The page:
Livestock officials consider expanding brucellosis boundaries

2011-02-16T00:00:00Z 2011-02-16T07:44:13Z Livestock officials consider expanding brucellosis boundariesBy MARTIN KIDSTON Gazette Wyoming Bureau The Billings Gazette
February 16, 2011 12:00 am  • 

CODY, Wyo. — Elk moving farther into Wyoming counties surrounding Yellowstone National Park are frequently mixing with cattle and increasing the risk of passing brucellosis, wildlife officials say.

The expanded movement of elk surrounding Yellowstone has prompted state livestock officials to consider expanding the surveillance areas where cattle are vaccinated and frequently tested for brucellosis.

"Obviously, wildlife doesn't look at our designated surveillance boundary and stop," Wyoming State Veterinarian Jim Logan said. "We're seeing elk in Park and Lincoln counties, and to some extent in Fremont County, going outside the designated areas."

To address the issue, Logan said he'll recommend to the Wyoming Livestock Board that it expands the designated surveillance areas to include all of Park and Lincoln counties.

Any changes to the current boundaries would be subject to a 45-day public comment period. The Livestock Board would also have to change its Chapter 2 brucellosis rules to accommodate the expanded boundaries, Logan said.

Elk management

The commingling of wild elk and livestock has become a thorny issue in recent years as more cattle test positive for brucellosis, a disease that occurs naturally in the wild and causes cows to abort their fetuses.

While some see the mixing of elk and cattle as a wildlife management issue, Regional Wildlife Biologist Brian Nesvik said the problem is more complicated than simply hazing elk away from feed lines.

"Right now is a difficult time when you talk about elk management and you try to come up with solutions," Nesvik said. "This brucellosis issue doesn't make things any easier at all."

Nesvik said the interest in elk reaches beyond the livestock industry. The animals help support the region's tourism industry, along with area outfitters.

Predation issues also make managing elk populations difficult, Nesvik said, while conservationists argue that elk, along with other wildlife, are entitled to historic feeding grounds now used by cattle.

"On the other side of the spectrum, we've got some areas of Park County where we can't kill enough elk and we have a hard time meeting our population objectives," Nesvik said.

Wyoming Game and Fish is working to prevent the commingling of elk and cattle. Sometimes the effort works, Nesvik said, and sometimes it doesn't.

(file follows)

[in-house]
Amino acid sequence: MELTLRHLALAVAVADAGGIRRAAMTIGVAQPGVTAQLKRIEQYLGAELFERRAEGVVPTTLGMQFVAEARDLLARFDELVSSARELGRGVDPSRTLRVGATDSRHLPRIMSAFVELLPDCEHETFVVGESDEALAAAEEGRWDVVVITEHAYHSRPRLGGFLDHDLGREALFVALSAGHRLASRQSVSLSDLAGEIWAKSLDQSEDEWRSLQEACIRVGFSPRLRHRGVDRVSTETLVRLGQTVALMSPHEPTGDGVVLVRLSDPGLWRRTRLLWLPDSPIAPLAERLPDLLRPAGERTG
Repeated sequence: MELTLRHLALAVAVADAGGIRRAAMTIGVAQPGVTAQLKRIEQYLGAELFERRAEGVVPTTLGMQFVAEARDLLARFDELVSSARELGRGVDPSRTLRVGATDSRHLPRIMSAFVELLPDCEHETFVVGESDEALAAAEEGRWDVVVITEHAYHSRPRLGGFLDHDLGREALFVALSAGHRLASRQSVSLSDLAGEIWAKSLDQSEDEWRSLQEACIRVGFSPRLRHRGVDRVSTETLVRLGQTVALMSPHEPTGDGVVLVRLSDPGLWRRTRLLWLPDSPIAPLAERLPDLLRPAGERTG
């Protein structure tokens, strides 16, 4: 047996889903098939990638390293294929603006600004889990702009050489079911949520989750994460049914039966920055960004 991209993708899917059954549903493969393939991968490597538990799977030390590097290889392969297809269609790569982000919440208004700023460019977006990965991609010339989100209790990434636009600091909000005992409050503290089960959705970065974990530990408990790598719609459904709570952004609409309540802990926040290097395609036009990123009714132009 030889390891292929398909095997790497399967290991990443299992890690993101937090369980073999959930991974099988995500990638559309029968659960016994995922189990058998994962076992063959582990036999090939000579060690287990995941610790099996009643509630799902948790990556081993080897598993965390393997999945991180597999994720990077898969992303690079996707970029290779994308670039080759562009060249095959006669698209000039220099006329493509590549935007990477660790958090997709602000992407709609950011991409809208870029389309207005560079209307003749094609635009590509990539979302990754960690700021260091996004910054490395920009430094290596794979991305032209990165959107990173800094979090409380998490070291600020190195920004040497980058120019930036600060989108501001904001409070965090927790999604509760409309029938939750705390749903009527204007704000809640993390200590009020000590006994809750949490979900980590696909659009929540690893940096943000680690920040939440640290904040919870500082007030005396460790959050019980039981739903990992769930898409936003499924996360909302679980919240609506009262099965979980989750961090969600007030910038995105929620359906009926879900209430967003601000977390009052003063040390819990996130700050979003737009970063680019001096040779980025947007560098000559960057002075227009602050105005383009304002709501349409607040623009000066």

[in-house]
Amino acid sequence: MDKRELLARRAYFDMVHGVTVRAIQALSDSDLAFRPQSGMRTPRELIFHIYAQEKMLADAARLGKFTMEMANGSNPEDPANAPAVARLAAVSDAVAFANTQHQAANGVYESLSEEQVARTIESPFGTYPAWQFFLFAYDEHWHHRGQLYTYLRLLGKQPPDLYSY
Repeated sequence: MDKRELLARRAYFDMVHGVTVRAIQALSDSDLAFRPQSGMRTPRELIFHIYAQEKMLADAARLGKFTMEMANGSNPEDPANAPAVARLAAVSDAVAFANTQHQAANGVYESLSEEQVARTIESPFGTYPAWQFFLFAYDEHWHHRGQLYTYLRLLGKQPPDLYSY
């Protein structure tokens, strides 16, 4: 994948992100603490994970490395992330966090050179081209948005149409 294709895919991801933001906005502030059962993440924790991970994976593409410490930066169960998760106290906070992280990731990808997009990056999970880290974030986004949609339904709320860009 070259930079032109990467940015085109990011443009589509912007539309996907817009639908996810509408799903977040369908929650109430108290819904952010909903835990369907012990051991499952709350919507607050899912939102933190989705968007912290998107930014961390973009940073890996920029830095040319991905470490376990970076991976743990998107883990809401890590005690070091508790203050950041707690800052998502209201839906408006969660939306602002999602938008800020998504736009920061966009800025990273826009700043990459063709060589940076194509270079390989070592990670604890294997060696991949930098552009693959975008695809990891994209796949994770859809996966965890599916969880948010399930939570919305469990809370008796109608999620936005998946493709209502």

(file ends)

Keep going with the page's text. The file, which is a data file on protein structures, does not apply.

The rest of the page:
"The key time of year we'd like elk and cattle separated is the time of the year when they're together more," he said. "When the snow line goes up and the grass starts turning green, the cattle follow the green line and the elk do the same thing."

Testing harvested elk

Nesvik said Game and Fish is working to increase hunter access on private land and to increase hunting tags in targeted areas.

Most recently, the agency extended the elk hunting season into January, hoping to increase harvest numbers.

Game and Fish used the opportunity to collect blood and tissue samples from hunter-killed elk. During the harvest, field observers collected the samples to test for brucellosis.

"We could tell producers what we thought the brucellosis levels were in elk and if they were increasing or declining," Nesvik said. "We got enough samples where we thought we could give a statistically valid estimate of what the serological prevalence was in elk across Park County."

Serology refers to the testing of blood for antibodies from a given disease.

Preliminary figures showed that among the elk monitored, the serological presence of brucellosis was 15.8 percent, up slightly from last year's 15.1 percent. In targeted areas, the level was 23.8 percent.

Nesvik said they collected more than 530 blood samples in the area, 340 of which were useful. Of those samples, roughly 200 were taken from targeted locations within Park County and the greater Yellowstone area.

"We want to continue to provide serological data over time to livestock producers so they have an idea what the trends are and what's happening as far as brucellosis goes in wildlife," Nesvik said.

Moving boundaries

While Game and Fish works to manage elk populations, Logan is working to help the livestock industry stay ahead of the brucellosis threat.

The current designated surveillance areas include Park County west of Highway 120 and Fremont County west of the Wind River Indian Reservation.

The area also includes Lincoln County north of the national forest border and all of Teton and Sublette counties.

Producers ranching within the proposed expanded boundaries who aren't threatened by brucellosis could be exempted from surveillance-area rules by developing a herd plan and by mitigating certain risk factors, Logan said.

"We have nearly achieved eradication of brucellosis in livestock in this country," Logan said.

"But with that, and with our continued programs in the greater Yellowstone area, other states continue to be very concerned about brucellosis in this area and what our three states (Montana, Wyoming and Idaho) are doing to make sure the disease stays contained within our designated surveillance areas."

Contact Martin Kidston at mkidston@billingsgazette.com or 307-527-7250.

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